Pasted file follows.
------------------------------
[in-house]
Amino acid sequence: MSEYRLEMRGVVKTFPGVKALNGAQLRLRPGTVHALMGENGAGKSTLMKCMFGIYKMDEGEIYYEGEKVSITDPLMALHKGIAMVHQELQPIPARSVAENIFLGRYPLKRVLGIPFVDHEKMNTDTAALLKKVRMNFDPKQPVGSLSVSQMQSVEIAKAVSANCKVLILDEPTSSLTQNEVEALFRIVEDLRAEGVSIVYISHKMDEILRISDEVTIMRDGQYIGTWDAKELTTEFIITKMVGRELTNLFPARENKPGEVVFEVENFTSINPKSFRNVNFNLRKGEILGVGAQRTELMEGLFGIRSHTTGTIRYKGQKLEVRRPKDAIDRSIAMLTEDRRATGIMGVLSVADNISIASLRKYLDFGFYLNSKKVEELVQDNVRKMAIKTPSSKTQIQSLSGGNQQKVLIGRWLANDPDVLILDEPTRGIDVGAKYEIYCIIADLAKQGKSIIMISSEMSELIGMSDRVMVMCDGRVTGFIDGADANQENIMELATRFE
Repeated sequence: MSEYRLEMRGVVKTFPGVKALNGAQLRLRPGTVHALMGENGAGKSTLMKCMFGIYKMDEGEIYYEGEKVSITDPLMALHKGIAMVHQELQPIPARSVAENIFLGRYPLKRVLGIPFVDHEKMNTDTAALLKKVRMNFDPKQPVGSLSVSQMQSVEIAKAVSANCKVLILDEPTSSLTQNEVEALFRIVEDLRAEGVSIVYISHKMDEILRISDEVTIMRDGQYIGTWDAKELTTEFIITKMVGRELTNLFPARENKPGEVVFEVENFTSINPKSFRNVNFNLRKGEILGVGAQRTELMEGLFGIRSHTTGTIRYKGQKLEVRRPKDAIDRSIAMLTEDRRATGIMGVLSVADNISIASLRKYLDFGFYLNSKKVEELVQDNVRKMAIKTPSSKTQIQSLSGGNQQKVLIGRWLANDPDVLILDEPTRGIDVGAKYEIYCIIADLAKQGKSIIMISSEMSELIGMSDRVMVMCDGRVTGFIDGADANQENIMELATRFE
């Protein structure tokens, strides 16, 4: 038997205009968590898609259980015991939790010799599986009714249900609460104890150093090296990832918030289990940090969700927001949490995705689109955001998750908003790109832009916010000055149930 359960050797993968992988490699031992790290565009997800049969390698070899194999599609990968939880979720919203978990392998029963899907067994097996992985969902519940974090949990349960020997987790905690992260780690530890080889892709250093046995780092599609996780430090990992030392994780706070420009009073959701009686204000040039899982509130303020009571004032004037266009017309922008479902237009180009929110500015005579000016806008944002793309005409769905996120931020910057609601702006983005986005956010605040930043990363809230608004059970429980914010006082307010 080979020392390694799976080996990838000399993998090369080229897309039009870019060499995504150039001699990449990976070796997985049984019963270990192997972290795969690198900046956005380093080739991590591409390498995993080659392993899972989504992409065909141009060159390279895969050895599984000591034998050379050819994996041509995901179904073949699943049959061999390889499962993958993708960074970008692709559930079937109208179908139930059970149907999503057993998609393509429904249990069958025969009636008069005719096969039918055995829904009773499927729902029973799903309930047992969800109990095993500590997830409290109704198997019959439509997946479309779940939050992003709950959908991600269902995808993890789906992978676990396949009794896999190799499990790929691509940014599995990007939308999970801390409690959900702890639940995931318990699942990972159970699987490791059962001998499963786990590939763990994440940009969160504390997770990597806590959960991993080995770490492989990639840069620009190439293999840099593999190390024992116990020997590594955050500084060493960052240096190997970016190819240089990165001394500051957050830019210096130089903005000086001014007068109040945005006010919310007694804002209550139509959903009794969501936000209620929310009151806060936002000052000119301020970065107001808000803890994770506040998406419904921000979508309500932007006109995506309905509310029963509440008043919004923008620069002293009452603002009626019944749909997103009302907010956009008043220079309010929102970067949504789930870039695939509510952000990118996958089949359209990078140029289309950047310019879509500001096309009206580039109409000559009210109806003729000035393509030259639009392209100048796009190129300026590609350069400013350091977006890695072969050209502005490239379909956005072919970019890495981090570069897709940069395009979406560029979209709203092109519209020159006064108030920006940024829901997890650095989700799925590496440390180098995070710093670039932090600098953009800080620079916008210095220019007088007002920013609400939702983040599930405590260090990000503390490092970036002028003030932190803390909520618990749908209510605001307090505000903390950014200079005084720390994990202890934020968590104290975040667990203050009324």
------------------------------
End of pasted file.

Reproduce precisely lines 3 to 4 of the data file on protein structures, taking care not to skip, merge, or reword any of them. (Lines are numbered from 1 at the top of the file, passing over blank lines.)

Repeated sequence: MSEYRLEMRGVVKTFPGVKALNGAQLRLRPGTVHALMGENGAGKSTLMKCMFGIYKMDEGEIYYEGEKVSITDPLMALHKGIAMVHQELQPIPARSVAENIFLGRYPLKRVLGIPFVDHEKMNTDTAALLKKVRMNFDPKQPVGSLSVSQMQSVEIAKAVSANCKVLILDEPTSSLTQNEVEALFRIVEDLRAEGVSIVYISHKMDEILRISDEVTIMRDGQYIGTWDAKELTTEFIITKMVGRELTNLFPARENKPGEVVFEVENFTSINPKSFRNVNFNLRKGEILGVGAQRTELMEGLFGIRSHTTGTIRYKGQKLEVRRPKDAIDRSIAMLTEDRRATGIMGVLSVADNISIASLRKYLDFGFYLNSKKVEELVQDNVRKMAIKTPSSKTQIQSLSGGNQQKVLIGRWLANDPDVLILDEPTRGIDVGAKYEIYCIIADLAKQGKSIIMISSEMSELIGMSDRVMVMCDGRVTGFIDGADANQENIMELATRFE
């Protein structure tokens, strides 16, 4: 038997205009968590898609259980015991939790010799599986009714249900609460104890150093090296990832918030289990940090969700927001949490995705689109955001998750908003790109832009916010000055149930 359960050797993968992988490699031992790290565009997800049969390698070899194999599609990968939880979720919203978990392998029963899907067994097996992985969902519940974090949990349960020997987790905690992260780690530890080889892709250093046995780092599609996780430090990992030392994780706070420009009073959701009686204000040039899982509130303020009571004032004037266009017309922008479902237009180009929110500015005579000016806008944002793309005409769905996120931020910057609601702006983005986005956010605040930043990363809230608004059970429980914010006082307010 080979020392390694799976080996990838000399993998090369080229897309039009870019060499995504150039001699990449990976070796997985049984019963270990192997972290795969690198900046956005380093080739991590591409390498995993080659392993899972989504992409065909141009060159390279895969050895599984000591034998050379050819994996041509995901179904073949699943049959061999390889499962993958993708960074970008692709559930079937109208179908139930059970149907999503057993998609393509429904249990069958025969009636008069005719096969039918055995829904009773499927729902029973799903309930047992969800109990095993500590997830409290109704198997019959439509997946479309779940939050992003709950959908991600269902995808993890789906992978676990396949009794896999190799499990790929691509940014599995990007939308999970801390409690959900702890639940995931318990699942990972159970699987490791059962001998499963786990590939763990994440940009969160504390997770990597806590959960991993080995770490492989990639840069620009190439293999840099593999190390024992116990020997590594955050500084060493960052240096190997970016190819240089990165001394500051957050830019210096130089903005000086001014007068109040945005006010919310007694804002209550139509959903009794969501936000209620929310009151806060936002000052000119301020970065107001808000803890994770506040998406419904921000979508309500932007006109995506309905509310029963509440008043919004923008620069002293009452603002009626019944749909997103009302907010956009008043220079309010929102970067949504789930870039695939509510952000990118996958089949359209990078140029289309950047310019879509500001096309009206580039109409000559009210109806003729000035393509030259639009392209100048796009190129300026590609350069400013350091977006890695072969050209502005490239379909956005072919970019890495981090570069897709940069395009979406560029979209709203092109519209020159006064108030920006940024829901997890650095989700799925590496440390180098995070710093670039932090600098953009800080620079916008210095220019007088007002920013609400939702983040599930405590260090990000503390490092970036002028003030932190803390909520618990749908209510605001307090505000903390950014200079005084720390994990202890934020968590104290975040667990203050009324």